Iain ClimieJune 10th, 2013 at 2:09 pm

Hi David,

Frozen suit is often used but I think I
prefer your term – much more graphic.


Bobby WolffJune 10th, 2013 at 3:03 pm

Hi David and Iain

David, your analysis is indeed, as usual, accurate and to the point. Once declarer sees the hand, while, of course, looking at his 26 assets he definitely would prefer EW breaking suits for him, having to play 1st and 3rd to the suit, instead of the catbird’s 2nd and 4th.

For those lesser experienced players looking on, the immediate above fact is arguably the most important single factor in the play of the hand, especially ones where the suits involved are similar to here, mostly advantaged by the other side originally leading them.

I opine that the declarers holding of the seven of diamonds, with West (because of his leading the nine) more likely to hold the eight also would and thus rather than lead a club while staring at the eight and the ten in dummy, might continue diamonds enabling declarer to put his seven to good use and save a diamond loser.

However, like most decisions in bridge, the nine lead may not have the eight or, possibly worse, might only be from a doubleton, allowing the defense to score up the setting trick via a diamond ruff. Therefore the queen at trick one is probably the best counter to that possibility, although certainly not foolproof.

Regarding your description of suit combinations as poison instead of the more common term, in high-level bridge of frozen, both terms imply danger, yours the end result of either side next leading that suit, and the more common term emphasizing the nature of the problem. Both of them are on point, and chosen by the writer like one decides between chocolate and vanilla in ordering his ice cream.

Iain, your suggestion of helping partner on defense is, also as usual, a very good point in general defense, but on this devilish hand, would East really relish a club lead from partner with perhaps Qx, especially if West’s diamond holding included the 7 to go with his probable 8.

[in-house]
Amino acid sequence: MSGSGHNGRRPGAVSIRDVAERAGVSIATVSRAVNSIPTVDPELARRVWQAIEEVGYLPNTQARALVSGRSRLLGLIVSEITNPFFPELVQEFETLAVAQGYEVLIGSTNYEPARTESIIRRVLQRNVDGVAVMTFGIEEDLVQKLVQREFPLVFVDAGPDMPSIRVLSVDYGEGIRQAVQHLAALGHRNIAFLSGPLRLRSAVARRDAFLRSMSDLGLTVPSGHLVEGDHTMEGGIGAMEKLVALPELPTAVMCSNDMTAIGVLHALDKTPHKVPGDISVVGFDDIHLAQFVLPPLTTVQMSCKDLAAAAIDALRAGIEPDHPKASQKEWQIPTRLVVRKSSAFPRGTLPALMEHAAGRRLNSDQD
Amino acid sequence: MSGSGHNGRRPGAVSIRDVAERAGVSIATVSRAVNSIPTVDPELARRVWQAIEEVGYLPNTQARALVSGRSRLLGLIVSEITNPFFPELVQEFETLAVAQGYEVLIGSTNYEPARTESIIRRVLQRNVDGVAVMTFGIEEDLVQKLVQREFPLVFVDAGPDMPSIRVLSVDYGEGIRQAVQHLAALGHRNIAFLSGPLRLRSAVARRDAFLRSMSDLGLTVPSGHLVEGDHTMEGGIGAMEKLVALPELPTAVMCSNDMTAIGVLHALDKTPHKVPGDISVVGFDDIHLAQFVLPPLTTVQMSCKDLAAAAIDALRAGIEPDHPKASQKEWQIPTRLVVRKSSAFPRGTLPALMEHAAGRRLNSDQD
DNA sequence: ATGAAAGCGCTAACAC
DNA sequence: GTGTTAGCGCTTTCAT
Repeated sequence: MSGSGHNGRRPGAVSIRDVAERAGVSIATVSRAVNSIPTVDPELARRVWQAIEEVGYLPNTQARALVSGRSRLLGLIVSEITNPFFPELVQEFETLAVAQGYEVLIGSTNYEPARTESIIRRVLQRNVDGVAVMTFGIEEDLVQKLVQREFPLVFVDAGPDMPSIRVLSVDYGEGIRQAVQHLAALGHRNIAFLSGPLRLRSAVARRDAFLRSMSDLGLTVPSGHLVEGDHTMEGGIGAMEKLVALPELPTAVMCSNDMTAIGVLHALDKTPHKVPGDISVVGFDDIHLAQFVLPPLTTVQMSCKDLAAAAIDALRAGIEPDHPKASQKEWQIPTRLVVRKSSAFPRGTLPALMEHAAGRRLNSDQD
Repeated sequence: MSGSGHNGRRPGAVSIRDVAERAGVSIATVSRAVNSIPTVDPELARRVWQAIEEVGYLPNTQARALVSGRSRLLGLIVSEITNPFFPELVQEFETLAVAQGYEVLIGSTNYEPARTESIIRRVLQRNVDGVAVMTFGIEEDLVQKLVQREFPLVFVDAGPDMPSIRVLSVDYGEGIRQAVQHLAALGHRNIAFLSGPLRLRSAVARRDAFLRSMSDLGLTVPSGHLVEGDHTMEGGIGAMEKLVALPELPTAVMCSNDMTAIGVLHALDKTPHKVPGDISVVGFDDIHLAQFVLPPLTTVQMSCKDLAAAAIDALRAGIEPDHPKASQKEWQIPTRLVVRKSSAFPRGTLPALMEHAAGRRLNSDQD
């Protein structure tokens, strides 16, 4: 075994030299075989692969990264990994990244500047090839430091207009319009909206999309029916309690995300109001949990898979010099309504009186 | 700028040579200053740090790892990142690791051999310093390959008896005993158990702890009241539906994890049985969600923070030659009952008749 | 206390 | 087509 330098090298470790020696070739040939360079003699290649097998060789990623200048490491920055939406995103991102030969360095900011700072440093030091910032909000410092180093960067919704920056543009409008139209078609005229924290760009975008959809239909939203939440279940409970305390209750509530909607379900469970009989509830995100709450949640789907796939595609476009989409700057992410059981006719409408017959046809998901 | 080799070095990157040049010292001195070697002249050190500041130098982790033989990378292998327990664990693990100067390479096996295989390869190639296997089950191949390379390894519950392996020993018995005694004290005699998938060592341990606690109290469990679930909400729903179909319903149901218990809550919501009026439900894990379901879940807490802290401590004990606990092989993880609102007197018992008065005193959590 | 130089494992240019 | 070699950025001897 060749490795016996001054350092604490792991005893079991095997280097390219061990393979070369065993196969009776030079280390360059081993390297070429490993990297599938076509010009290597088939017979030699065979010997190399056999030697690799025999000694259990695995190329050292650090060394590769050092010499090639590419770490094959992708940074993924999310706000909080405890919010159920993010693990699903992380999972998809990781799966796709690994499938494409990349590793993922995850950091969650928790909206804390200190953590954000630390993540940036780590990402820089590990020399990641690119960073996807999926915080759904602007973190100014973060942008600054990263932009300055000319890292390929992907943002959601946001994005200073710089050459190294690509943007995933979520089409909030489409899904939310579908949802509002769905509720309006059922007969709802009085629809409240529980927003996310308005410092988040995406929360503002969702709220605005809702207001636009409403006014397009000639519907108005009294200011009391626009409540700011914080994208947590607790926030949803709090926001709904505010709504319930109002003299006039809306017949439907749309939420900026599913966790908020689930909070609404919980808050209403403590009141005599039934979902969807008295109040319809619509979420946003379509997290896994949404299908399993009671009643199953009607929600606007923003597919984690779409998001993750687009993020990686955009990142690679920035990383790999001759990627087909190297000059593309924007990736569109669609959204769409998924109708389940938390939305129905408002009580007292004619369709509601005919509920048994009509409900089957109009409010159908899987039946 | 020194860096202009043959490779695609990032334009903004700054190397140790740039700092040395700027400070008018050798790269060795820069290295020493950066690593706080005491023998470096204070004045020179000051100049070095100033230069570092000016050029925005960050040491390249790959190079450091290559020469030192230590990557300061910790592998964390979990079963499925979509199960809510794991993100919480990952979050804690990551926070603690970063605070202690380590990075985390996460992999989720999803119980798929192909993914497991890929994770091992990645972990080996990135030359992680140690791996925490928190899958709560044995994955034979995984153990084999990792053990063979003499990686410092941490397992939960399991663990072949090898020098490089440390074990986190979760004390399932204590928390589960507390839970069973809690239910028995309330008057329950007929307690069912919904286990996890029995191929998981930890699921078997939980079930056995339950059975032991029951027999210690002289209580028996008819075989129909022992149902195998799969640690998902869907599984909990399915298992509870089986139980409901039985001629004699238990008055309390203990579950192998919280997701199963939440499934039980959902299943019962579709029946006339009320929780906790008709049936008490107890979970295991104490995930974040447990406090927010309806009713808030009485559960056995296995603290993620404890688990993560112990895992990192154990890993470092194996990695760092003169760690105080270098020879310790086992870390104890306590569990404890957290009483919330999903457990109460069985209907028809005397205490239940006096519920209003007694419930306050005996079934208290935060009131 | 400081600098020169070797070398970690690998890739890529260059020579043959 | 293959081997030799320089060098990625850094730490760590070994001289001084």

A possible lesson to be learned here might be just enforcing the advantage declarer will likely have by looking at all 26 of his assets, instead of the poor defense’s lesser position of looking at 13 of his and 13 of the opponents (dummy), but having to guess others.

At least to me, East was only hoping that his partner had the 10 of spades to go with his queen or king instead of the queen 10 small of clubs.

In some respects this hand was sort of ho-hum, but by delving deeper it only proves how difficult and subject to guesses, defense often gets.

Thanks to both of you for your comments.

Bobby WolffJune 10th, 2013 at 3:06 pm

Hi again David & Iain,

Sorry, I should have referred to the CLUB holding in dummy as the eight and the nine, but my thinking got crossed between diamonds and clubs.

I apologize for the confusion caused.

David WarheitJune 10th, 2013 at 5:18 pm

Iain: I knew there was a standard term for what I called a poison suit, but I just couldn’t think of it. Here in California we have lots of poison, but we never freeze. Thanks again!

Iain ClimieJune 10th, 2013 at 7:12 pm

Hi David, I envy you – there was an overnight frost in Suffolk in Southern England last week! Bang goes the soft fruit again.